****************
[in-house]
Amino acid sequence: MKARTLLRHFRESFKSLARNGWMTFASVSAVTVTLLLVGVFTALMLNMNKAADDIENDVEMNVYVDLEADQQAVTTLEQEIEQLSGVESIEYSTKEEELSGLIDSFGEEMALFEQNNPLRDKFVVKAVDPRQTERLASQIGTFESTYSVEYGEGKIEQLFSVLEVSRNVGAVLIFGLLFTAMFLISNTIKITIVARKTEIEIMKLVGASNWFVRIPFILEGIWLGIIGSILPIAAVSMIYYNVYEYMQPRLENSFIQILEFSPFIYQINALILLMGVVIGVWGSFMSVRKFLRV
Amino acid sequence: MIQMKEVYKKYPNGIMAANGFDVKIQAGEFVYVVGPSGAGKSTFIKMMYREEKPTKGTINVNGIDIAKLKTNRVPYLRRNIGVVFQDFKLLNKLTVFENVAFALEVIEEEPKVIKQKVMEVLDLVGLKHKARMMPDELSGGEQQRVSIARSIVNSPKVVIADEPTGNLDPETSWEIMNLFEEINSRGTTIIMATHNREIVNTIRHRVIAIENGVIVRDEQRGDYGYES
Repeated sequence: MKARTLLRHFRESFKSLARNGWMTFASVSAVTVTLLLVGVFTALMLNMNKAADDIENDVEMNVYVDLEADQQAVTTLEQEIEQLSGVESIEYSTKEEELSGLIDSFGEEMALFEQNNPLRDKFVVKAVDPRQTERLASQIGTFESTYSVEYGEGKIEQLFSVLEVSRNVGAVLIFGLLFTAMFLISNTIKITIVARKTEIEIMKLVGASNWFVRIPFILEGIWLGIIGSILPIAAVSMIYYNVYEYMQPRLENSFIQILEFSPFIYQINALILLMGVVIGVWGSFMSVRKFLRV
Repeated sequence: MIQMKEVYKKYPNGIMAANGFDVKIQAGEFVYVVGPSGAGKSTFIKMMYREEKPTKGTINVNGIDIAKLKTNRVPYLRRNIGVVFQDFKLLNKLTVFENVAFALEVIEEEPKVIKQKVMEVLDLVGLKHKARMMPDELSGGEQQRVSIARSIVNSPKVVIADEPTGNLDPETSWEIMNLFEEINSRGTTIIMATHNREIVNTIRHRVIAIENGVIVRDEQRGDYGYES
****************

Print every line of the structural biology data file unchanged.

[in-house]
Amino acid sequence: MKARTLLRHFRESFKSLARNGWMTFASVSAVTVTLLLVGVFTALMLNMNKAADDIENDVEMNVYVDLEADQQAVTTLEQEIEQLSGVESIEYSTKEEELSGLIDSFGEEMALFEQNNPLRDKFVVKAVDPRQTERLASQIGTFESTYSVEYGEGKIEQLFSVLEVSRNVGAVLIFGLLFTAMFLISNTIKITIVARKTEIEIMKLVGASNWFVRIPFILEGIWLGIIGSILPIAAVSMIYYNVYEYMQPRLENSFIQILEFSPFIYQINALILLMGVVIGVWGSFMSVRKFLRV
Amino acid sequence: MIQMKEVYKKYPNGIMAANGFDVKIQAGEFVYVVGPSGAGKSTFIKMMYREEKPTKGTINVNGIDIAKLKTNRVPYLRRNIGVVFQDFKLLNKLTVFENVAFALEVIEEEPKVIKQKVMEVLDLVGLKHKARMMPDELSGGEQQRVSIARSIVNSPKVVIADEPTGNLDPETSWEIMNLFEEINSRGTTIIMATHNREIVNTIRHRVIAIENGVIVRDEQRGDYGYES
Repeated sequence: MKARTLLRHFRESFKSLARNGWMTFASVSAVTVTLLLVGVFTALMLNMNKAADDIENDVEMNVYVDLEADQQAVTTLEQEIEQLSGVESIEYSTKEEELSGLIDSFGEEMALFEQNNPLRDKFVVKAVDPRQTERLASQIGTFESTYSVEYGEGKIEQLFSVLEVSRNVGAVLIFGLLFTAMFLISNTIKITIVARKTEIEIMKLVGASNWFVRIPFILEGIWLGIIGSILPIAAVSMIYYNVYEYMQPRLENSFIQILEFSPFIYQINALILLMGVVIGVWGSFMSVRKFLRV
Repeated sequence: MIQMKEVYKKYPNGIMAANGFDVKIQAGEFVYVVGPSGAGKSTFIKMMYREEKPTKGTINVNGIDIAKLKTNRVPYLRRNIGVVFQDFKLLNKLTVFENVAFALEVIEEEPKVIKQKVMEVLDLVGLKHKARMMPDELSGGEQQRVSIARSIVNSPKVVIADEPTGNLDPETSWEIMNLFEEINSRGTTIIMATHNREIVNTIRHRVIAIENGVIVRDEQRGDYGYES